We continue our ongoing park series with a blog entry by Charles Towne Landing Archaeologist Nicole Isenbarger.
In April 1670, a group of English colonists and enslaved Africans landed and established a small town settlement at Albemarle Point, a secluded bluff located directly across the Ashley River from the peninsula of present-day Charleston. Charles Towne, named in honor of Charles II, is the first permanent European settlement in South Carolina and acted as the seat of government in the initial years of the Carolina colony.
Archaeological inquiry into the original location of Charles Towne began in the late 1960s as part of the preparations for South Carolina’s 300th anniversary celebrations. The town was first documented by Johnny Miller, an avocational archaeologist associated with The Charleston Museum, and subsequent excavations were conducted by Stanley South with the South Carolina Institute of Archaeology and Anthropology. Since acquiring the 80-acre property from the South Carolina Tricentennial Commission in 1971, South Carolina Parks, Recreation and Tourism has managed and researched the cultural resources and offers public and educational programs. Charles Towne Landing was continuously occupied since the 1670s and contains both prehistoric and historic archaeological contexts that include Woodland era shell middens, a Mississippian ceremonial center, the seventeenth century town, colonial plantations and slave settlement, Revolutionary War era contexts, African American cemetery, and twentieth century gardens.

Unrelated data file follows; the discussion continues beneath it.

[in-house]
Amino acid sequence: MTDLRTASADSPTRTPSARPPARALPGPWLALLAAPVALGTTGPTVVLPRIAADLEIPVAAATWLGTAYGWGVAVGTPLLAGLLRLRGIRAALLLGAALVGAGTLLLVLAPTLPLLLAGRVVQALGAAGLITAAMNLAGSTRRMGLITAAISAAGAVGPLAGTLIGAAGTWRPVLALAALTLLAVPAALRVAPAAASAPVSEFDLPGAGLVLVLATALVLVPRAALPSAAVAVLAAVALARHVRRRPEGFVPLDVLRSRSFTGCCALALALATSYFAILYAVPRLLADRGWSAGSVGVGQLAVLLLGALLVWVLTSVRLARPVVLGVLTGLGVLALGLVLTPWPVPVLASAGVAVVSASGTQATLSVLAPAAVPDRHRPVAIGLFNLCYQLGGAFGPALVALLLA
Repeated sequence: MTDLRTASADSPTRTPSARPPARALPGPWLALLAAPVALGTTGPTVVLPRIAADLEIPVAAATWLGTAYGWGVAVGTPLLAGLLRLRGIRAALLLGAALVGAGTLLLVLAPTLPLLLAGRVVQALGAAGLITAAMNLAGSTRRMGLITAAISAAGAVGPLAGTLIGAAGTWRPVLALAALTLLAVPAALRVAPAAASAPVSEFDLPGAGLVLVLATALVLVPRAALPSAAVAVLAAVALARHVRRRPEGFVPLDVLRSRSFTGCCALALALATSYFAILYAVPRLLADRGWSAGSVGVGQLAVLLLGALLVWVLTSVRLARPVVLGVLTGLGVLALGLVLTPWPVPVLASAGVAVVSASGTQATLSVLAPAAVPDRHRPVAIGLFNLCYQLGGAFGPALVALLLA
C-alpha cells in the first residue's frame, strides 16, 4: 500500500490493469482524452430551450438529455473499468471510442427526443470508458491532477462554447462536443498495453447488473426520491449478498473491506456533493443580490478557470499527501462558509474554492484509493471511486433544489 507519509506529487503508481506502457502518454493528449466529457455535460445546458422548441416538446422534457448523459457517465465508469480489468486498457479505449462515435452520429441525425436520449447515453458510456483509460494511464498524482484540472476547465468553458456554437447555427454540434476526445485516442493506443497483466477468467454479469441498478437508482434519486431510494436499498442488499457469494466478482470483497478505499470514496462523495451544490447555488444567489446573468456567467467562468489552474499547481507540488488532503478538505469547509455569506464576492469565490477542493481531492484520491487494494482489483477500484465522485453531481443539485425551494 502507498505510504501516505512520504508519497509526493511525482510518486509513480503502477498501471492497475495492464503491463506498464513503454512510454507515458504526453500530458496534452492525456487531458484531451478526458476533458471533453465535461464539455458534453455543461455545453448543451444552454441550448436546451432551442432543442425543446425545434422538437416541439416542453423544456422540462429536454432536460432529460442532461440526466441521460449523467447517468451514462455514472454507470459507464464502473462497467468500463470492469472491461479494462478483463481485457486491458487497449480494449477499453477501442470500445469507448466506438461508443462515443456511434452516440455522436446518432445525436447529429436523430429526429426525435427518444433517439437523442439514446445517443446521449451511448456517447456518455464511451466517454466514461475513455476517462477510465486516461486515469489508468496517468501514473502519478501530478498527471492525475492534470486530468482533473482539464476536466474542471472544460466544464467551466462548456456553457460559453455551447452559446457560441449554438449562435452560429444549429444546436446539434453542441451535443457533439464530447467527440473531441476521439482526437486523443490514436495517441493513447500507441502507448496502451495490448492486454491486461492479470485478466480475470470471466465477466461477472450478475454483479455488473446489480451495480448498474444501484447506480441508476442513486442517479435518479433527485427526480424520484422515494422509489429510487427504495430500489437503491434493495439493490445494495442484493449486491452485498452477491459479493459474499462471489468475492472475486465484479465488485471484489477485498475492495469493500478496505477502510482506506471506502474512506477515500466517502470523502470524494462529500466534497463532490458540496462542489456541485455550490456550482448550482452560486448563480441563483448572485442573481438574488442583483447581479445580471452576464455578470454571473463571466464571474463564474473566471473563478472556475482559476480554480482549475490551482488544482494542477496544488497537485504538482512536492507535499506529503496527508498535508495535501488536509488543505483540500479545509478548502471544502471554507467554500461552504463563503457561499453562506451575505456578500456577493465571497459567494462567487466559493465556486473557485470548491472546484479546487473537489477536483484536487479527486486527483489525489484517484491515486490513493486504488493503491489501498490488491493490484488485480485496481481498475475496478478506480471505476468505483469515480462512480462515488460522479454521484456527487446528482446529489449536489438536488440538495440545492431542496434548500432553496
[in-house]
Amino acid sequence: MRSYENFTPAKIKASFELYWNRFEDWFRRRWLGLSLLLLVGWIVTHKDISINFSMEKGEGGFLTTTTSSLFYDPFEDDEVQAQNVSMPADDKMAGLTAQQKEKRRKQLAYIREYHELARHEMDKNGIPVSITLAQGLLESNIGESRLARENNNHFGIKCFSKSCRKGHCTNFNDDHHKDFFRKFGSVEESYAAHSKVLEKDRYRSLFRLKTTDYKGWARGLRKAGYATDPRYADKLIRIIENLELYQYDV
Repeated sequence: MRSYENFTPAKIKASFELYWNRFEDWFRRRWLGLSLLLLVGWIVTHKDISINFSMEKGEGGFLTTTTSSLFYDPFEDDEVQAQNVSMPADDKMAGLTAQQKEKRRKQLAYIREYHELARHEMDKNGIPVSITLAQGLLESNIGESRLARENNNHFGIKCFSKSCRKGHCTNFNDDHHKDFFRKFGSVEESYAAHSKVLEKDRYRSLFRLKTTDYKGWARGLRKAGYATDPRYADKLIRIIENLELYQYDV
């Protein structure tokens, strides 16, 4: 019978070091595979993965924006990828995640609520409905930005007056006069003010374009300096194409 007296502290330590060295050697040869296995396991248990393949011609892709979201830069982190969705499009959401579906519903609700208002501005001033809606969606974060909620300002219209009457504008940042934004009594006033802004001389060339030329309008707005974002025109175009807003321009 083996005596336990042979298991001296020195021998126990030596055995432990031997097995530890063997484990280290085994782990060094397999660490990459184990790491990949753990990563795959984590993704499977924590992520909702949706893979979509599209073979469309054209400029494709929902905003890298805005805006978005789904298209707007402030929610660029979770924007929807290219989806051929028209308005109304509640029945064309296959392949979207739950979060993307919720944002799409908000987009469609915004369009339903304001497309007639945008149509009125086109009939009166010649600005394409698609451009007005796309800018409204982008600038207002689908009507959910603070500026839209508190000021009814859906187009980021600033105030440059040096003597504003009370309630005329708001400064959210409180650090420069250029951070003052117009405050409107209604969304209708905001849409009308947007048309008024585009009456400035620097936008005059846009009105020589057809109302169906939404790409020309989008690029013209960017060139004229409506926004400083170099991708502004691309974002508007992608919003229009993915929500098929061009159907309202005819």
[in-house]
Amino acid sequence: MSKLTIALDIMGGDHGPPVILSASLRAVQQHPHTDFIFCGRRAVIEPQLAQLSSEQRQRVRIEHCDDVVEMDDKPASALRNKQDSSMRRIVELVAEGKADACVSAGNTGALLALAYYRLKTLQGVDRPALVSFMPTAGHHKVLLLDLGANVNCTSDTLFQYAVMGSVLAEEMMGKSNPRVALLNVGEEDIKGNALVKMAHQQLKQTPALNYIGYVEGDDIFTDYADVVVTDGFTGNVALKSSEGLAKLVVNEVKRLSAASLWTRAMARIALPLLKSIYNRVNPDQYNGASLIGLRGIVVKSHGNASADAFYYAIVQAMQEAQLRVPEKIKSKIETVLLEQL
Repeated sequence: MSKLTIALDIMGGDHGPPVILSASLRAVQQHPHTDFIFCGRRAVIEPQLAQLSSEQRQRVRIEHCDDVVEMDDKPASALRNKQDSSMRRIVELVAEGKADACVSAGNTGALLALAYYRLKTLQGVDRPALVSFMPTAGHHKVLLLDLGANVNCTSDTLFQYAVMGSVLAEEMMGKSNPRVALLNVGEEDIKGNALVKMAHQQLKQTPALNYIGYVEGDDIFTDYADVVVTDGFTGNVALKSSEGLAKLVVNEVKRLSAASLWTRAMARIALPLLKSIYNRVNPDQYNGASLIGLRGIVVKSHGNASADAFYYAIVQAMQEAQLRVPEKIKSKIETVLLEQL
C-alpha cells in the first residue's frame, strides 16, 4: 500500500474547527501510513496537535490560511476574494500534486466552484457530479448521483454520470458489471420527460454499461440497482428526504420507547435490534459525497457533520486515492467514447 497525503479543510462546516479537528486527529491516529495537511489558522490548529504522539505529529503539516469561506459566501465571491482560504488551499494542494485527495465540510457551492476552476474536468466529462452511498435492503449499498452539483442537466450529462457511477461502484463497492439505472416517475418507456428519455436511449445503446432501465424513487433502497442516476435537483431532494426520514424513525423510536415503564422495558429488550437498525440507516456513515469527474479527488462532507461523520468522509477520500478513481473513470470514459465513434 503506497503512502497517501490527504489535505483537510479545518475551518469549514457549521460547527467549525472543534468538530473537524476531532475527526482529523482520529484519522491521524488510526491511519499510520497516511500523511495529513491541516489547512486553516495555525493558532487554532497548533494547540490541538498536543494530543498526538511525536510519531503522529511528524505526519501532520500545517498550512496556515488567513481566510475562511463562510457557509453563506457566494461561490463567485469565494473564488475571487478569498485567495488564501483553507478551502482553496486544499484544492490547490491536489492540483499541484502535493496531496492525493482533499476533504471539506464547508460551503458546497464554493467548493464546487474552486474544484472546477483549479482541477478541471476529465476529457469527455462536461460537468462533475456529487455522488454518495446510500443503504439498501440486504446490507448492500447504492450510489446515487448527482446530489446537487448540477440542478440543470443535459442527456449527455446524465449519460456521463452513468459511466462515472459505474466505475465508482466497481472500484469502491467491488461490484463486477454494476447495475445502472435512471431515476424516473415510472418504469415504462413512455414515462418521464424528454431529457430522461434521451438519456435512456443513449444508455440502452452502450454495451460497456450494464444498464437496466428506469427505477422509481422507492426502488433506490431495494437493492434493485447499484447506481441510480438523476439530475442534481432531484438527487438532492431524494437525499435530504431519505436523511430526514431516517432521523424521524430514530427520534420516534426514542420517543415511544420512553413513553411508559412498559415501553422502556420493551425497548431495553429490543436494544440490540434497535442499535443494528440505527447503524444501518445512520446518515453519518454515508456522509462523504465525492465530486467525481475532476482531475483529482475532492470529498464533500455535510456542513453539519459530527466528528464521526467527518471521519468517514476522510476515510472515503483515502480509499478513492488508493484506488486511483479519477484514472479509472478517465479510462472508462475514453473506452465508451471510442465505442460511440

Current research is working to gain insights into the layout of the original 1670s settlement and the lives of the colonists. We have identified several brick structures likely associated with the early town, including one with a brick hearth and the earliest documented lime floor in the southeastern United States. Other parts of the settlement include impermanent buildings and evidence of the crops the colonists were experimenting with in their search for viable and economic staples –including barley, rice, grapes, tobacco, and cotton. While we have a professional archaeologist on staff, these efforts could not have been accomplished without the continued assistance and support of student interns, local volunteers and avocational archaeologists, and collaboration with a variety of outside scholars and researchers.